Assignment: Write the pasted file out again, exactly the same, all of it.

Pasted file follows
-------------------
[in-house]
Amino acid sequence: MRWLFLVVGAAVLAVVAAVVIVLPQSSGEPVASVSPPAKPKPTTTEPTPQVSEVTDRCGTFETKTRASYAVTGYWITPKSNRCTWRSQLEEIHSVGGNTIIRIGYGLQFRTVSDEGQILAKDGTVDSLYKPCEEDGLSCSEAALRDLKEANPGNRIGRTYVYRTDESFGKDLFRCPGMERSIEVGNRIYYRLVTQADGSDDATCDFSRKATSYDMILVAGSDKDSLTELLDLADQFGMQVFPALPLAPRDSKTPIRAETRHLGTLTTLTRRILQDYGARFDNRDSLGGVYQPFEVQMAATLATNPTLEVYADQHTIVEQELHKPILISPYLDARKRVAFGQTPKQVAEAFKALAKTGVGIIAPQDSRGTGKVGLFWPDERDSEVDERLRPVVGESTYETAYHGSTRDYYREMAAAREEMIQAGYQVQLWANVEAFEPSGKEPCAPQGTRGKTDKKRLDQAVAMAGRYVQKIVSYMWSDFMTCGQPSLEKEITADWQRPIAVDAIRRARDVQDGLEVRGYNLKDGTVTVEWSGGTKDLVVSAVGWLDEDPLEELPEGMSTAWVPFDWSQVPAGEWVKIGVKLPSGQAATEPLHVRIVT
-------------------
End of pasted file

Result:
[in-house]
Amino acid sequence: MRWLFLVVGAAVLAVVAAVVIVLPQSSGEPVASVSPPAKPKPTTTEPTPQVSEVTDRCGTFETKTRASYAVTGYWITPKSNRCTWRSQLEEIHSVGGNTIIRIGYGLQFRTVSDEGQILAKDGTVDSLYKPCEEDGLSCSEAALRDLKEANPGNRIGRTYVYRTDESFGKDLFRCPGMERSIEVGNRIYYRLVTQADGSDDATCDFSRKATSYDMILVAGSDKDSLTELLDLADQFGMQVFPALPLAPRDSKTPIRAETRHLGTLTTLTRRILQDYGARFDNRDSLGGVYQPFEVQMAATLATNPTLEVYADQHTIVEQELHKPILISPYLDARKRVAFGQTPKQVAEAFKALAKTGVGIIAPQDSRGTGKVGLFWPDERDSEVDERLRPVVGESTYETAYHGSTRDYYREMAAAREEMIQAGYQVQLWANVEAFEPSGKEPCAPQGTRGKTDKKRLDQAVAMAGRYVQKIVSYMWSDFMTCGQPSLEKEITADWQRPIAVDAIRRARDVQDGLEVRGYNLKDGTVTVEWSGGTKDLVVSAVGWLDEDPLEELPEGMSTAWVPFDWSQVPAGEWVKIGVKLPSGQAATEPLHVRIVT